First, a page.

From the Virginia Society of Certified Public Accountants - Presented by Dean Knepper, CPA, CFP®


JJanuary 3, 2006) — Despite the various sophisticated personal cash management options available, most people continue to use a bank for their basic financial needs. Whether you choose to do most of your banking at your local branch or prefer to bank online, it’s important to know the basics so you can make the most out of the services available to you. Here are some tips for banking smart, brought to you by the Virginia Society of CPAs (VSCPA):

Choose the right checking account.

Most banks offer several types of checking accounts. To pick the right one for you, you need to know your checking account habits. How many checks do you write each month? Are you willing to keep a minimum balance to avoid monthly maintenance fees? Do you want to earn interest on the money in your checking account? Are you comfortable doing most of your transactions online, by phone or at an ATM? Your answers to these and similar questions will help you pick the right account for your banking style.

Analyze banking fees.

Ask your bank for a list of its fees and be sure you understand how charges are applied. For example, many banks impose a fee when your account balance falls below a specific dollar amount, but you need to know how that dollar amount is determined. Is it based on your average balance during the month (the better option) or do you get charged if your balance drops below the minimum on just one day?

Lower the cost of using ATMs.

ATMs provide convenient access to your money, but that convenience may come at a cost. In most cases, when you use an ATM that isn’t owned by your bank, you’ll be charged a fee by both your bank and the bank that owns the ATM. To avoid excessive ATM fees, choose a bank with a large ATM presence where you live and work.

When you’re outside the area served by your bank’s ATM network, consider withdrawing larger sums each time, so you’ll make fewer trips to the ATM and save on transaction fees. If your ATM card is also a debit card, request “cash back” when making purchases at supermarkets and other retailers. Most merchants don’t charge for these transactions.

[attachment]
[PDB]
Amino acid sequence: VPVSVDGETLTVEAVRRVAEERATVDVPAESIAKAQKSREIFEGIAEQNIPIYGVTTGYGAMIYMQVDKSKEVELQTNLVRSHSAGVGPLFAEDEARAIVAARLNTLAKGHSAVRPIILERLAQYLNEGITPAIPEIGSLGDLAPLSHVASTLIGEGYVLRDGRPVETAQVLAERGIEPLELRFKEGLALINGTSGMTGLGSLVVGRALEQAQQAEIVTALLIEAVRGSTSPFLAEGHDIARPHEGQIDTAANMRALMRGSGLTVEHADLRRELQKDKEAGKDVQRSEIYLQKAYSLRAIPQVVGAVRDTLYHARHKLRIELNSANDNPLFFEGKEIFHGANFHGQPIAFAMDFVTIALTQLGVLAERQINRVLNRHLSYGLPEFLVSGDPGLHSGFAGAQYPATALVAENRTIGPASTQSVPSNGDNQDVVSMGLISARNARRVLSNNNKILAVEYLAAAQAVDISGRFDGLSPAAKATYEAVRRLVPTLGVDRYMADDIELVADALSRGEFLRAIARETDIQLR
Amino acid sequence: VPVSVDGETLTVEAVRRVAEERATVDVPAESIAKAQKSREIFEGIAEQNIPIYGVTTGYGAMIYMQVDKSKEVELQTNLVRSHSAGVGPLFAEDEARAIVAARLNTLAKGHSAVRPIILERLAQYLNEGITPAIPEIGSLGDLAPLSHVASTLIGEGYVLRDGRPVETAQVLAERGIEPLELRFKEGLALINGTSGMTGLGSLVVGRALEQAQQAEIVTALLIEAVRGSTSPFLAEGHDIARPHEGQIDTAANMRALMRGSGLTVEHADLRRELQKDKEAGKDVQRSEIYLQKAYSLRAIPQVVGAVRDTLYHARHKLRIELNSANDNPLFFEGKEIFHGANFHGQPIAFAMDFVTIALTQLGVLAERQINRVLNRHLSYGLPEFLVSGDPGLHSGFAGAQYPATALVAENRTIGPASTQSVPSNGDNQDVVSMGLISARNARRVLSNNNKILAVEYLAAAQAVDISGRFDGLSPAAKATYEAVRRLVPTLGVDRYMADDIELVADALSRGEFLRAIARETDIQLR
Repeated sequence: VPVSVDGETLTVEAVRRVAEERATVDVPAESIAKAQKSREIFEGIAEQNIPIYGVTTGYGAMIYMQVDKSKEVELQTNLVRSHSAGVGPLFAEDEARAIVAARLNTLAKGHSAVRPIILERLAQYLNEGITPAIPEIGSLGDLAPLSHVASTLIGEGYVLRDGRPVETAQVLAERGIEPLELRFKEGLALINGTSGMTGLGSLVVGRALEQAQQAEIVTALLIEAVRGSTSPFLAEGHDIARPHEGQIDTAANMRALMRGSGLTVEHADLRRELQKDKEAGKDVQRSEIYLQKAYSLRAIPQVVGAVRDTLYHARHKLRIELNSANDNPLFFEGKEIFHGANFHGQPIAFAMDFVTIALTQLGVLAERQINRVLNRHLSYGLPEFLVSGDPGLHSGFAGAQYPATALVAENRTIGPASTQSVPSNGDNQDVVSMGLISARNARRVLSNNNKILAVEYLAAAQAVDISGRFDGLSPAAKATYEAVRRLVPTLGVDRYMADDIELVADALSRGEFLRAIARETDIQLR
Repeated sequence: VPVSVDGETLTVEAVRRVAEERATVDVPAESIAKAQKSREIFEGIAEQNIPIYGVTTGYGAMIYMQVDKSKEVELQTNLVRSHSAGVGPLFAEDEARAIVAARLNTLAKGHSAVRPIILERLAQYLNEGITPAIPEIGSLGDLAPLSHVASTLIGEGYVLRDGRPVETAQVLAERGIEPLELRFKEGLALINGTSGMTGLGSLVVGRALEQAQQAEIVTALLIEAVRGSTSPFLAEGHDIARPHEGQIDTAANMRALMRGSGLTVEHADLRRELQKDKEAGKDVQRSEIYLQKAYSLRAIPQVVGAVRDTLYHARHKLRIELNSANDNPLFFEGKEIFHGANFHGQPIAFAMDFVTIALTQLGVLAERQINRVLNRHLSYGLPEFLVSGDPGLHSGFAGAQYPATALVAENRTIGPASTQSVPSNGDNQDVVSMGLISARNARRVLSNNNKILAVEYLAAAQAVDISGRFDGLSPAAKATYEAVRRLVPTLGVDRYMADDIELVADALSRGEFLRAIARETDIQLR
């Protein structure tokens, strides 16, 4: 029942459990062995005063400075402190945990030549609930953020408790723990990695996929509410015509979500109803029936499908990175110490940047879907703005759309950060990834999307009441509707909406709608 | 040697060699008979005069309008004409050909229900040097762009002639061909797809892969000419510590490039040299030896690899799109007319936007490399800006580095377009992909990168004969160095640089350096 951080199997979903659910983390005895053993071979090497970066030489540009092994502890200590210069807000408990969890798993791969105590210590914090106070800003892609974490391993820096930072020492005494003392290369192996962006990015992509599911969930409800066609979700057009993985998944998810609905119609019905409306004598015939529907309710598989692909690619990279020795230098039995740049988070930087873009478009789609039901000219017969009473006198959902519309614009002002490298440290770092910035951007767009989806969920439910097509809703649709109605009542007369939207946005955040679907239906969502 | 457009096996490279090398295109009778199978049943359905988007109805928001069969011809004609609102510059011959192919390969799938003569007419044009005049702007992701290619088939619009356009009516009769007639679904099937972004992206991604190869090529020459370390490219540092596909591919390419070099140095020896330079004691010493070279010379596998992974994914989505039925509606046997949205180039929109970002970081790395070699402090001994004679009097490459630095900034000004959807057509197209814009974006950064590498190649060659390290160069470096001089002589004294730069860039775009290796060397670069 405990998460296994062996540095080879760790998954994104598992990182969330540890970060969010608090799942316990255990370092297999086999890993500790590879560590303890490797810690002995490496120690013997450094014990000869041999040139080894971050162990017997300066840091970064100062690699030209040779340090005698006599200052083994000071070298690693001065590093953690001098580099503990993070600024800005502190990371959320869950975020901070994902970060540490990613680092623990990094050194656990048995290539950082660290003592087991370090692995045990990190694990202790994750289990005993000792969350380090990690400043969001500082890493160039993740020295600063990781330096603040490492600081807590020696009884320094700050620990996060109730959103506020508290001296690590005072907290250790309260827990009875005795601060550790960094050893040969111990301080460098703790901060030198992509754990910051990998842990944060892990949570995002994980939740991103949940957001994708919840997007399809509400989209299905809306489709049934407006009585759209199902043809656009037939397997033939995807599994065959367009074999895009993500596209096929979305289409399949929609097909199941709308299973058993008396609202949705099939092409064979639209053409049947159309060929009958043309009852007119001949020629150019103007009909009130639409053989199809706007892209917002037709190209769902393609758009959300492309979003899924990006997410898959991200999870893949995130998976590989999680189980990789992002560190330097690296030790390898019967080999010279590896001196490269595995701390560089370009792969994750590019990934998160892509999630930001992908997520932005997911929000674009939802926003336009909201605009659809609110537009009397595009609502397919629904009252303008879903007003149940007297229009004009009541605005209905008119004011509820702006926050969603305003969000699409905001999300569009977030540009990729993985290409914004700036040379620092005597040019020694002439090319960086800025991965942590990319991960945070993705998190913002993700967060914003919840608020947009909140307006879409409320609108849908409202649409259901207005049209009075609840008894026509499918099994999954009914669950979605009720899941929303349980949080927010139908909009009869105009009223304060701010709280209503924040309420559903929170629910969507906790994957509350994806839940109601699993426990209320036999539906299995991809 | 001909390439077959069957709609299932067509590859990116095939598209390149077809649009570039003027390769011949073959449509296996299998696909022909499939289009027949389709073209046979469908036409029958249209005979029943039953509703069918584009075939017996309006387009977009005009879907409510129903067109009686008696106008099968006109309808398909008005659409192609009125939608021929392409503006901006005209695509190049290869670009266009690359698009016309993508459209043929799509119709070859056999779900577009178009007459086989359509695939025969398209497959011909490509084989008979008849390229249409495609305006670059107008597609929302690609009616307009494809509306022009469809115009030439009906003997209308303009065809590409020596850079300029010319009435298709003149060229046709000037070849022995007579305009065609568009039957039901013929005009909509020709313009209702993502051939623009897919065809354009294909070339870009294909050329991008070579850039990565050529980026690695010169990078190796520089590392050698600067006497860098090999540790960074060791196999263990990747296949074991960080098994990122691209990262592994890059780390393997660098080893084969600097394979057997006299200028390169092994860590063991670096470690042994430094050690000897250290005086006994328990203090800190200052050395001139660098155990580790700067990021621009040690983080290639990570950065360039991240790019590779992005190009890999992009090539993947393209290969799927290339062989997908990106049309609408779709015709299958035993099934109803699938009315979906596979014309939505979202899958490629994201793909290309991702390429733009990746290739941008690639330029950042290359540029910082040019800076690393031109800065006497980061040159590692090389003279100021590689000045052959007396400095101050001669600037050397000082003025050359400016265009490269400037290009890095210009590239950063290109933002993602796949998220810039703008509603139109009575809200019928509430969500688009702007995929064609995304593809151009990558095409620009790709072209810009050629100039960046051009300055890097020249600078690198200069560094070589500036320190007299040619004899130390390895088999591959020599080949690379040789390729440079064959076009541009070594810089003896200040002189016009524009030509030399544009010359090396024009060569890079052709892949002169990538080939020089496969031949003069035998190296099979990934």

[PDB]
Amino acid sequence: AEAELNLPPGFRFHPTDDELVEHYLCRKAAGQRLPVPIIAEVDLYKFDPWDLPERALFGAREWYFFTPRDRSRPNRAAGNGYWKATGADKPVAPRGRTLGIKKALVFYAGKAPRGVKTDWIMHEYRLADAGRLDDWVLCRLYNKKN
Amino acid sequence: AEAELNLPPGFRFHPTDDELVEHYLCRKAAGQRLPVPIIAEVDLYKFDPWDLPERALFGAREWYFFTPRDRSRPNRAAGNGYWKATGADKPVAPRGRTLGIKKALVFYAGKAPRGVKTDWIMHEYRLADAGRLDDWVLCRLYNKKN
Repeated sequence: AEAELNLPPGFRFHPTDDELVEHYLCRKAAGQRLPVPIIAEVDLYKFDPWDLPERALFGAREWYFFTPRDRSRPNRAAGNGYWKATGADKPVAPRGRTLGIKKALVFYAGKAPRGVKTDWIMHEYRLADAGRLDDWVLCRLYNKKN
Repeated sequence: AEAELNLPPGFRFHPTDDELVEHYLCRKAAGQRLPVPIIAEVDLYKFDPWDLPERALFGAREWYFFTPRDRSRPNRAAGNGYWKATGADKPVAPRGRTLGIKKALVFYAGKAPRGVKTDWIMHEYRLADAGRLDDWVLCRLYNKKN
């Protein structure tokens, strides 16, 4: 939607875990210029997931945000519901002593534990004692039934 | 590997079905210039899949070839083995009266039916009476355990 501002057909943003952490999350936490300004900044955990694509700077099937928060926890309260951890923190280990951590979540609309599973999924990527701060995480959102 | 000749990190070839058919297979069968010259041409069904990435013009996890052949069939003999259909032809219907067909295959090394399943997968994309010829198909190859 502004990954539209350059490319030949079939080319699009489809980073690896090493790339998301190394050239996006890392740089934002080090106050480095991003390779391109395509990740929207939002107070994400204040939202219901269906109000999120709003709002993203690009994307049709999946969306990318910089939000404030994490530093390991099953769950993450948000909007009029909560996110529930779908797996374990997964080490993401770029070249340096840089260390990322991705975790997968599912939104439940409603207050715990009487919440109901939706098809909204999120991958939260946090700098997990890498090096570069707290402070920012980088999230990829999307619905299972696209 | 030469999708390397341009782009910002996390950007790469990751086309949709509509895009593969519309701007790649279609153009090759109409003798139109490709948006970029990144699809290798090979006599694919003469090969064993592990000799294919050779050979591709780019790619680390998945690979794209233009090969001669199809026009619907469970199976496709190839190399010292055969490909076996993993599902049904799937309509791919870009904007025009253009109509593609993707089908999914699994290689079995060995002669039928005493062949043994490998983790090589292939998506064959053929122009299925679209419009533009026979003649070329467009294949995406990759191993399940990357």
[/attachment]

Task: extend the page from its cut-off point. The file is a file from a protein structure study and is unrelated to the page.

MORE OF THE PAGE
Buy checks through a discounter.

Buy checks from a direct mail check printer. Some banks charge up to $20 for a supply of checks you can get for much less from an outside printer.

Know Check 21.

Check 21 is a federal law that modernizes the way banks process paper checks. Under Check 21, checks you write may clear much faster than they used to, in some cases, in hours rather than days. Now it’s more important than ever that you have the money in your account when you write a check.

Don’t overdraw your account.

Some banks charge as much as $30 for an overdraft. Be sure to record all the checks you write and withdrawals you make. If you have a debit card, keep your receipts in one place, and update your checkbook every few days.

Leverage your banking relationship.

Banks offer free or discounted services and other advantages to customers who consolidate their accounts at one bank. Your savings account, for example, may offset balance requirements on your checking account.

Consider online banking.

Banking online is a good way to stay on top of your finances. Most banks allow you to view your online accounts for free. Typically, you can check your balance, see when your checks clear and view your recent transactions. However, you may have to pay a fee for online bill payment.

Use savings accounts only for short-term goals.

A savings account is a good place to keep short-term savings and build an emergency fund. You can access your money quickly and with no loss of interest or principal. However, with interest rates so low, there are better ways to invest money you won’t need soon.

Consult with a CPA [and CERTIFIED FINANCIAL PLANNER™ professional].

Banking is just one component of a comprehensive financial plan. Consult with a CPA [and CERTIFIED FINANCIAL PLANNER™ professional] to learn more about how you can more effectively manage your finances.


The Virginia Society of CPAs is the leading professional association dedicated to enhancing the success of all CPAs and their profession by communicating information and vision, promoting professionalism, and advocating members’ interests. Founded in 1909, the Society has nearly 8,000 members who work in public accounting, industry, government and education. This Money Management column and other financial news articles can be found in the Press Room on the VSCPA Web site at


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